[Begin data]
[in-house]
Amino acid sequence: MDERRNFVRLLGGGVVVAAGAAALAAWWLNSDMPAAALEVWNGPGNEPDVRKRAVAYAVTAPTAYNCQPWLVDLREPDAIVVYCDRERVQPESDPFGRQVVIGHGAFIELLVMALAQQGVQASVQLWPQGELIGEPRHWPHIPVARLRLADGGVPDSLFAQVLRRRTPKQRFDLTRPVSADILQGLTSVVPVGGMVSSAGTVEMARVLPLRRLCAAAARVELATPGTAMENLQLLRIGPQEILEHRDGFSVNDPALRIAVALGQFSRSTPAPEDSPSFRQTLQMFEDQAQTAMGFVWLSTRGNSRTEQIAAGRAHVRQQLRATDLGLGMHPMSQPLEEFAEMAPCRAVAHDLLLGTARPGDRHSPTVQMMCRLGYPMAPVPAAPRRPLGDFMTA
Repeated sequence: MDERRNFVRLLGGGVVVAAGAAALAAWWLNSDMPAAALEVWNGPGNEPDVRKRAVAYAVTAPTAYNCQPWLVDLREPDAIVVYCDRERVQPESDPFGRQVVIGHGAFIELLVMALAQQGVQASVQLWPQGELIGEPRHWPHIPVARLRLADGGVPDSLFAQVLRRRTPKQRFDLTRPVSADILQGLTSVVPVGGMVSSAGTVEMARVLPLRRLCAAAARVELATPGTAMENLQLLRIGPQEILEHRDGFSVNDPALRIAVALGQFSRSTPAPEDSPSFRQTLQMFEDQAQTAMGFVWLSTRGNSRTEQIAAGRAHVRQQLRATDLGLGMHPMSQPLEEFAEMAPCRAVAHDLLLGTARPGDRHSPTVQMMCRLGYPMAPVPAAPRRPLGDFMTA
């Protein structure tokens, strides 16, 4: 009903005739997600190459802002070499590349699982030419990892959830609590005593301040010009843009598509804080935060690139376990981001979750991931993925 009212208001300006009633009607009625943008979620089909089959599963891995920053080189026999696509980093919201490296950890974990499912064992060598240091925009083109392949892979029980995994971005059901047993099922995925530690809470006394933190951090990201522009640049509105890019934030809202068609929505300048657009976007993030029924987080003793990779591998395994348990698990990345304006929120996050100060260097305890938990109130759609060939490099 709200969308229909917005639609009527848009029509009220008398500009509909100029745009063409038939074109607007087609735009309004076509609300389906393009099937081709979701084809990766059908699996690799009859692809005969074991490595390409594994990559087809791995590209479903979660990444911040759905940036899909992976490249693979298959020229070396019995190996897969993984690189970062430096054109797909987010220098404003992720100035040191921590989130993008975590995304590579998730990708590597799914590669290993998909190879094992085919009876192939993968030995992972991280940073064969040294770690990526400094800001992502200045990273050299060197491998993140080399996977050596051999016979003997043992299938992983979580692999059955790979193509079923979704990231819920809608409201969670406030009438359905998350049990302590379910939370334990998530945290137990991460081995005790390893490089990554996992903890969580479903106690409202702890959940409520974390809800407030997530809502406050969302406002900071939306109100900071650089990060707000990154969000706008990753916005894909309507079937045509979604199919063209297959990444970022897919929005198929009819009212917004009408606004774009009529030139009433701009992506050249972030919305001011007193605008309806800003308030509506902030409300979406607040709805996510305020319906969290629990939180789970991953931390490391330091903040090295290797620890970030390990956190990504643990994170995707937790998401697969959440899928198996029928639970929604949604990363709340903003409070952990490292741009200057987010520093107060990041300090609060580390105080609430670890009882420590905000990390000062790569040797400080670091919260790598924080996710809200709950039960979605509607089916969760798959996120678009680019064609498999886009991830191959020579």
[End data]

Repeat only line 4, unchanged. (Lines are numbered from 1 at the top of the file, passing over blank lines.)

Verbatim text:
């Protein structure tokens, strides 16, 4: 009903005739997600190459802002070499590349699982030419990892959830609590005593301040010009843009598509804080935060690139376990981001979750991931993925 009212208001300006009633009607009625943008979620089909089959599963891995920053080189026999696509980093919201490296950890974990499912064992060598240091925009083109392949892979029980995994971005059901047993099922995925530690809470006394933190951090990201522009640049509105890019934030809202068609929505300048657009976007993030029924987080003793990779591998395994348990698990990345304006929120996050100060260097305890938990109130759609060939490099 709200969308229909917005639609009527848009029509009220008398500009509909100029745009063409038939074109607007087609735009309004076509609300389906393009099937081709979701084809990766059908699996690799009859692809005969074991490595390409594994990559087809791995590209479903979660990444911040759905940036899909992976490249693979298959020229070396019995190996897969993984690189970062430096054109797909987010220098404003992720100035040191921590989130993008975590995304590579998730990708590597799914590669290993998909190879094992085919009876192939993968030995992972991280940073064969040294770690990526400094800001992502200045990273050299060197491998993140080399996977050596051999016979003997043992299938992983979580692999059955790979193509079923979704990231819920809608409201969670406030009438359905998350049990302590379910939370334990998530945290137990991460081995005790390893490089990554996992903890969580479903106690409202702890959940409520974390809800407030997530809502406050969302406002900071939306109100900071650089990060707000990154969000706008990753916005894909309507079937045509979604199919063209297959990444970022897919929005198929009819009212917004009408606004774009009529030139009433701009992506050249972030919305001011007193605008309806800003308030509506902030409300979406607040709805996510305020319906969290629990939180789970991953931390490391330091903040090295290797620890970030390990956190990504643990994170995707937790998401697969959440899928198996029928639970929604949604990363709340903003409070952990490292741009200057987010520093107060990041300090609060580390105080609430670890009882420590905000990390000062790569040797400080670091919260790598924080996710809200709950039960979605509607089916969760798959996120678009680019064609498999886009991830191959020579």